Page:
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Bad Aibling crash

Train dispatcher given three-and-a-half years for Bad Aibling crash

A German court has sentenced the dispatcher to over three years in jail for negligence leading to the deadly Bad Aibling train crash. The driver admitted to a series of errors, including playing a game on his cellphone.

Train dispatcher Michael P. was given three-and-a-half years in prison for involuntary manslaughter and bodily harm, judges in the Bavarian town of Traunstein ruled on Monday.

On February 9, two commuter trains carrying 150 people crashed head-on on a single-track line in Bad Aibling, in one of Germany's worst train accidents in decades.

The crash killed 12 people - four train drivers and seven passengers - while injuring 89 others.

Deutschland Prozess Zugunglück von Bad Aibling (picture-alliance/dpa/P. Kneffel)

The train dispatcher admitted to a string of mistakes leading to the crash

The 40-year-old train dispatcher admitted to misconduct at the opening of the trial last month. He ended up setting the wrong train signals and when he had a chance to prevent the collision through an emergency call to the train drivers, he dialed the wrong number.

Prosecutors pushed for a four-year jail sentence while the defense requested two-and-a-half years, saying their client acted out of panic. The maximum sentence under German law is five years.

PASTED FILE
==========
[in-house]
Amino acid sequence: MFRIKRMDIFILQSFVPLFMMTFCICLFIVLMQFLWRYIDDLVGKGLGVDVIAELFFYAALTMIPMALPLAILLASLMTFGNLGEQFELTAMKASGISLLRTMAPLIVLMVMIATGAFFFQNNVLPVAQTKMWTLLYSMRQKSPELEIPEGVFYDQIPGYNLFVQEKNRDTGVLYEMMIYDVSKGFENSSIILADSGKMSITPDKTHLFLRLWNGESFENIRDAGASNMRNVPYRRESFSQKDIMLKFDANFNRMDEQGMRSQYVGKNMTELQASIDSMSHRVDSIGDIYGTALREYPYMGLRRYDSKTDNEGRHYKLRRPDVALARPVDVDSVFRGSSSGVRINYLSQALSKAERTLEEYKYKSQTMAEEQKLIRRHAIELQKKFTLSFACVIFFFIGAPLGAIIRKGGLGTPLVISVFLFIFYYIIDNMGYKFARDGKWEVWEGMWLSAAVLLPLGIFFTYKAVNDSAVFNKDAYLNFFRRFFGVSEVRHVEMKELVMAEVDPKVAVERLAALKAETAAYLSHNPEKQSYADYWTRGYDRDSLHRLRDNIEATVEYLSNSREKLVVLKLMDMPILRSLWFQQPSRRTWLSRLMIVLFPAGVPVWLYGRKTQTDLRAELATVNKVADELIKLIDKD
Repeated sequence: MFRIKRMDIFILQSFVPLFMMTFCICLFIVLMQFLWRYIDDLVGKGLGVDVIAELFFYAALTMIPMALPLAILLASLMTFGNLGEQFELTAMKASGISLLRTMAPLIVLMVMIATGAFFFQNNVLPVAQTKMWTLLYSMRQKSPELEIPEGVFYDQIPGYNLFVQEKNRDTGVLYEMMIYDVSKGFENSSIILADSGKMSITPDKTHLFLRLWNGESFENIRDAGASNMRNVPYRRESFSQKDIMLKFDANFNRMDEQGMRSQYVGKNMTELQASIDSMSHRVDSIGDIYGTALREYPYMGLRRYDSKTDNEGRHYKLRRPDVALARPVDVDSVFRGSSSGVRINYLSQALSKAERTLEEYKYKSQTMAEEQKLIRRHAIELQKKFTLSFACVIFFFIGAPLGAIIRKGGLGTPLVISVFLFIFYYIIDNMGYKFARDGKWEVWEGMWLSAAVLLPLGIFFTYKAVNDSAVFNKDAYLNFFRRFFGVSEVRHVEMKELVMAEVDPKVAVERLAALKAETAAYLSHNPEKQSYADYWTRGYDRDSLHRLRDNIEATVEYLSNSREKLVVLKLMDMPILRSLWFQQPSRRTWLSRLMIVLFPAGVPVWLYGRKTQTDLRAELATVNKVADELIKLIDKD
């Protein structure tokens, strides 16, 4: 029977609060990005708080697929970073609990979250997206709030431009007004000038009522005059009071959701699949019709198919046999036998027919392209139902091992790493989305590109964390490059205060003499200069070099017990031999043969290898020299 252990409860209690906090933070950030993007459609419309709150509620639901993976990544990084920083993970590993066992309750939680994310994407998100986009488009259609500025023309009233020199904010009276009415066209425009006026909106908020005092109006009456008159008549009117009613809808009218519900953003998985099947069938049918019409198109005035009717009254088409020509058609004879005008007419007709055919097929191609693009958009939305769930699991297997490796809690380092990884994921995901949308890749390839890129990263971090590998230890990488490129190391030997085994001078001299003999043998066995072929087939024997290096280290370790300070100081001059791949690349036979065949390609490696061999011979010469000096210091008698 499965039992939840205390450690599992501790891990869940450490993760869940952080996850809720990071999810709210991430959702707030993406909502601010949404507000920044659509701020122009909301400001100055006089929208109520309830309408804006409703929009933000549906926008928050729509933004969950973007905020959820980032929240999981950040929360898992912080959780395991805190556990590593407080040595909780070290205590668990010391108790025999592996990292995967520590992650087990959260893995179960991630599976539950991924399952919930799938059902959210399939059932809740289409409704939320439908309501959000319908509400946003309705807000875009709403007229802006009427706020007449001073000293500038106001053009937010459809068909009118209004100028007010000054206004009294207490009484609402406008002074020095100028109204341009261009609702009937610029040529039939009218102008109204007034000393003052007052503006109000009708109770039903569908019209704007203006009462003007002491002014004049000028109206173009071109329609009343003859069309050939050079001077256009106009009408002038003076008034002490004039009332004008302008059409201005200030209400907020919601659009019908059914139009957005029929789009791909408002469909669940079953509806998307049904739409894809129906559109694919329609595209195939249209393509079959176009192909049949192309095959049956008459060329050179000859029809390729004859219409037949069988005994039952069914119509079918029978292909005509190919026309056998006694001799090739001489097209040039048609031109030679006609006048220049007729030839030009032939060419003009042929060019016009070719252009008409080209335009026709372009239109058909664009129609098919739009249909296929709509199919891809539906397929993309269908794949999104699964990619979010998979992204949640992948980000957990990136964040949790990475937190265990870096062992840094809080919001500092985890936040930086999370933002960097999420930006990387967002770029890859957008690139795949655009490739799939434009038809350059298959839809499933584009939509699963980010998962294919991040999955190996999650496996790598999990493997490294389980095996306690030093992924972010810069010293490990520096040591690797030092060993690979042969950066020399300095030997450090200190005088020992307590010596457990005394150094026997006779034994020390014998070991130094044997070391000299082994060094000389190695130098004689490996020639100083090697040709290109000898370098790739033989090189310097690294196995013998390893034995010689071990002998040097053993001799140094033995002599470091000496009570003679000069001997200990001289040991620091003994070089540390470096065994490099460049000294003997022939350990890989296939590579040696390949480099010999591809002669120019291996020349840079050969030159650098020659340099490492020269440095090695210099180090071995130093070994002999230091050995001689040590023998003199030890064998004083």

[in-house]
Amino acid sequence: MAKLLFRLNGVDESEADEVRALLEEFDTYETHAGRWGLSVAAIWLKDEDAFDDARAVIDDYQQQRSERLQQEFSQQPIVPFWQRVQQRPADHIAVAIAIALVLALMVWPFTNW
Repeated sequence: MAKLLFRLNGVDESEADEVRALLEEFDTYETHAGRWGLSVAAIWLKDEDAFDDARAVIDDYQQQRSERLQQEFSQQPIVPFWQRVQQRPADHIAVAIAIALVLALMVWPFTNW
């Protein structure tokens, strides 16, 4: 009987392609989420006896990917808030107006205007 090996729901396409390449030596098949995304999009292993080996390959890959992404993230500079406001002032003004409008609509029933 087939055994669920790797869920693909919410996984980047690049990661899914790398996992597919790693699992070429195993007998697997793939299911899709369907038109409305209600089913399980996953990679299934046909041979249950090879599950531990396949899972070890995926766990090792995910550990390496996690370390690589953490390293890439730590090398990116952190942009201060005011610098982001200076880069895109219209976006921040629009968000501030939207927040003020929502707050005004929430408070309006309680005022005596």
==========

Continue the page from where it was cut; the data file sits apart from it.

In a statement read by his lawyers, the dispatcher addressed the family members of the train crash victims - 20 of whom took part in the trial as joint plaintiffs.

"I know that I cannot undo what has happened, even if I wish I could," he told them. "I would like to tell you that my thoughts are with you."

Chain of errors

Michael P. also admitted to playing a game called "Dragon Hunter 5" on his cell phone shortly before the crash. Prosecutors argued that the game likely distracted the defendant, leading to the series of fatal errors.

German railway operator Deutsche Bahn prohibits the private use of smartphones while on duty.

According to evidence presented in the trial, the signal technology used along route where the accident took place was over 30 years old. A 1984 provision to install additional signals on the track was not carried out, a crash expert from the state Railroad office testified.

An automatic braking system that is intended to prevent head-on collisions was apparently disabled before the crash.

Authorities investigating the disaster, however, ruled out a technical defect as the cause.

The accident in Bad Aibling was Germany's first fatal train crash since April 2012, when three people were killed and 13 injured in a collision between two regional trains in the city of Offenbach.

Germany's deadliest post-war rail accident occurred in 1998 when a high-speed ICE train derailed in the northern town of Eschede, killing 101 people and injuring 88.

rs/kms (AFP, dpa)